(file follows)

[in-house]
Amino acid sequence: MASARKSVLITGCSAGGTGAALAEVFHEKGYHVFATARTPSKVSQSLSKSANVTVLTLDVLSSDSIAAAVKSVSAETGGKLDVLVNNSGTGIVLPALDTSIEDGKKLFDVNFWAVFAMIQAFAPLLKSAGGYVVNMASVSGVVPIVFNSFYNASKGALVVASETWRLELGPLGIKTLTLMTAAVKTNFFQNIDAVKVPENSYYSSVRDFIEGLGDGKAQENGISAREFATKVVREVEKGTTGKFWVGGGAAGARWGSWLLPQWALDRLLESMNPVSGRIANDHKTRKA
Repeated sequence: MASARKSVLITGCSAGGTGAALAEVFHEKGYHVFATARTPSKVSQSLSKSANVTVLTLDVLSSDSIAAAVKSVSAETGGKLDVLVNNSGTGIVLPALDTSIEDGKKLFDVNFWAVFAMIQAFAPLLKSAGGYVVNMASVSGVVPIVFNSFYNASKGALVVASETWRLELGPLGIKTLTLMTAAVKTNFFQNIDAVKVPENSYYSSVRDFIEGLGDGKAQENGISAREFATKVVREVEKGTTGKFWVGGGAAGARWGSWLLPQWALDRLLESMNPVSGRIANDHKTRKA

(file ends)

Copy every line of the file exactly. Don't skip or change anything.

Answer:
[in-house]
Amino acid sequence: MASARKSVLITGCSAGGTGAALAEVFHEKGYHVFATARTPSKVSQSLSKSANVTVLTLDVLSSDSIAAAVKSVSAETGGKLDVLVNNSGTGIVLPALDTSIEDGKKLFDVNFWAVFAMIQAFAPLLKSAGGYVVNMASVSGVVPIVFNSFYNASKGALVVASETWRLELGPLGIKTLTLMTAAVKTNFFQNIDAVKVPENSYYSSVRDFIEGLGDGKAQENGISAREFATKVVREVEKGTTGKFWVGGGAAGARWGSWLLPQWALDRLLESMNPVSGRIANDHKTRKA
Repeated sequence: MASARKSVLITGCSAGGTGAALAEVFHEKGYHVFATARTPSKVSQSLSKSANVTVLTLDVLSSDSIAAAVKSVSAETGGKLDVLVNNSGTGIVLPALDTSIEDGKKLFDVNFWAVFAMIQAFAPLLKSAGGYVVNMASVSGVVPIVFNSFYNASKGALVVASETWRLELGPLGIKTLTLMTAAVKTNFFQNIDAVKVPENSYYSSVRDFIEGLGDGKAQENGISAREFATKVVREVEKGTTGKFWVGGGAAGARWGSWLLPQWALDRLLESMNPVSGRIANDHKTRKA